Irish Republican News · December 8, 2005
[Irish Republican News]

[Irish Republican News]
Infighting adds to pain and anger of victims

By Anne Cadwallader (for Daily Ireland)

If I were related to a victim of loyalist collusion with RUC Special Branch/British military intelligence, I would be feeling incredibly let down by my political representatives.

Imagine how it feels to have witnessed your husband or son or daughter or wife shot in front of your eyes -- and now be mute witness to Sinn Féin and the SDLP tearing lumps off each other over the “on-the-runs” legislation.

These families -- many of them total novices in the world of politics and the press -- have screwed up their courage and joined with others to vindicate their loved ones’ rights, albeit posthumously, through the courts.

Their cases are all at very different points in the legal process. Some have exhausted all domestic legal remedies and have gone through the European Court of Human Rights, winning awards and costs (not the point, but getting somewhere).

Some have sat, like the Bloody Sunday relatives, through months of a public inquiry while others have yet to even see so much as an inquest as they battle against the complexities of “public interest immunity certificates” and similar gagging orders intended to spare London’s blushes.

In the case of the Finucane family, their case has become an international cause celebre, although stalemated over the new Inquiries Bill -- a blatant mechanism to prevent the truth being exposed.

In the case of others, no one -- outside their own family circle or the stalwarts of Relatives for Justice -- so much as knows their names, let alone the private agonies they have suffered.

They must all, however, be looking on in anguish at the row being waged between the SDLP and Sinn Féin, a row that has, among other things, collapsed relations between the two parties on Derry City Council.

Try to imagine how the families of collusion victims must feel. The pain and anger at what has been inflicted on them by a state, supposed to protect their basic rights, can only be compounded by watching this unlovely row.

For some families, it probably doesn’t matter very much which side is right or wrong. They just want the truth -- a truth that might be hidden forever if the OTR bill goes through in its present form.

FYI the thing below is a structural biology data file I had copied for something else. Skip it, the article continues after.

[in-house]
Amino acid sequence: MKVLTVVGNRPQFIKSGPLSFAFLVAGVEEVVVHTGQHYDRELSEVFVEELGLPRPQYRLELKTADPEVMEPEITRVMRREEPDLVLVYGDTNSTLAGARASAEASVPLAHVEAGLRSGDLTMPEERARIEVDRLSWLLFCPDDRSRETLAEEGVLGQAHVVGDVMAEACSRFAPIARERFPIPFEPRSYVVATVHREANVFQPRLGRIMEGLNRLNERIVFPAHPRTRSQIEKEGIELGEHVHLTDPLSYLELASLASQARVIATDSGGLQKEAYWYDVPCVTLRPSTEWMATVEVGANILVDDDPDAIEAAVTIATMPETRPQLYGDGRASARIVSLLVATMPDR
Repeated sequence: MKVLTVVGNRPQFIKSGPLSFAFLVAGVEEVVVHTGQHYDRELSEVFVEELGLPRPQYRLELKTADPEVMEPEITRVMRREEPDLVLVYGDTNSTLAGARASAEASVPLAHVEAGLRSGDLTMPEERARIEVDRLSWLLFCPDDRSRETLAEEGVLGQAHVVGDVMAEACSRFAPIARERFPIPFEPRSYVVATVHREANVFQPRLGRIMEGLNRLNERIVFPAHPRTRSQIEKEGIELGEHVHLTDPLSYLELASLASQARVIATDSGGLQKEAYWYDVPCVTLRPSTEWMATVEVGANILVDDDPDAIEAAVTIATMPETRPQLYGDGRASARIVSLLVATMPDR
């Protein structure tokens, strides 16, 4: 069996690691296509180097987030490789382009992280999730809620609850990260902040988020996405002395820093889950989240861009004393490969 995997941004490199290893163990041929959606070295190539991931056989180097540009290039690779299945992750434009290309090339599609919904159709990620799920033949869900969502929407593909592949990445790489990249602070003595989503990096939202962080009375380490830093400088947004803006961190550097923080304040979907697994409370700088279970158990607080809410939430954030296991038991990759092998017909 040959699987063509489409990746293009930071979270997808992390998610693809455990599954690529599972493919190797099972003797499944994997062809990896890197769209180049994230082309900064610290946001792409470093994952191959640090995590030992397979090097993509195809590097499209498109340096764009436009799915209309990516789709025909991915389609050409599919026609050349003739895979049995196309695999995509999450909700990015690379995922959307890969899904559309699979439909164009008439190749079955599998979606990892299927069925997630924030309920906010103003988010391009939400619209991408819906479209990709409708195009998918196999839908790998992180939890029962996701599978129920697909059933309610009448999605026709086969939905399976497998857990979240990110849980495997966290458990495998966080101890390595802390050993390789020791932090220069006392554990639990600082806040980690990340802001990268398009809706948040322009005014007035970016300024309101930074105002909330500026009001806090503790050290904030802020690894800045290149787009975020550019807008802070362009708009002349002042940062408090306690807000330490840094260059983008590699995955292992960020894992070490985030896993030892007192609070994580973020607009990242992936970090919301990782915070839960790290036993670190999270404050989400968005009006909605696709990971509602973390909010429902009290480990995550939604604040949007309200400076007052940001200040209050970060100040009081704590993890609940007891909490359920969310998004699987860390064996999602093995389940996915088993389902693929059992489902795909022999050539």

As John Kelly, whose brother Michael was killed on Bloody Sunday, put it: “Those who committed murder -- and those in the British establishment who organised and approved it -- must have a big smile on their face.

“They can now walk away without repercussions. They will never have to appear in court. All they will be required to do is meet their solicitor, sign a licence and they can walk off laughing at us.”

In a nutshell, Sinn Féin’s case is that there was no discussion or negotiation on any provisions to offer an amnesty for British state forces as part of the OTR legislation.

The SDLP says this is untrue, and that Sinn Féin was cynically prepared to allow loyalists, drug dealers, British soldiers, police officers and “securocrats” (oh how I dislike that word) off scot-free in return for the right of two dozen OTRs to return home.

Frankly, I find that unbelievable.

The SDLP adds that, even if Sinn Féin was not aware in advance of the possibility of state forces getting a “get out of jail free” card, it should have made an informed guess.

The SDLP claims it warned Sinn Féin in advance of that very possibility. “Show us the evidence,” counters Sinn Féin, denying that the SDLP tried to head it off at the pass.

The SDLP argument against Sinn Féin is that either Sinn Féin acted cynically or it negotiated incompetently. A double whammy.

Sinn Féin strenuously denies both charges, of course. It says it had no idea, until the last 48 hours before the bill was published, that British state forces would be included in the OTR bill. What happened, it says, was a straight case of deceit and bad faith. Perfidious Albion strikes again.

Should then Sinn Féin, as the SDLP suggests, now withdraw all support for the bill? Republicans say that would only result in its OTRs being left in limbo while the bill goes through the House of Commons anyhow, to the advantage of state forces.

The Sinn Féin leadership is incandescent with fury at what it claims is the SDLP clambering onto the collusion bandwagon at this late stage, having shown little interest at the height of collusion in the 1980s and early 1990s when Catholics and republicans were being butchered.

The arguments will no doubt continue to rage. The SDLP believes Sinn Féin is on the back foot. Sinn Féin is calling “foul”. The families are stuck in the middle.

If both Sinn Féin and the SDLP made a heroic gesture and buried their differences in the greater cause of the rights of collusion victims to the truth, it could result in a strange cross-community consensus.

For very different reasons, both the main unionist parties also oppose the OTR legislation. Would London be able to resist calls for the bill to be dropped if all of the four main parties here demanded its burial?

Should the British government refuse to ditch the bill, this would at least demonstrate that the main beneficiary of the legislation as it stands are the corrupt and evil soldiers, police officers and spooks who colluded in the murder of innocent civilians by loyalist paramilitaries.

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© 2005 Irish Republican News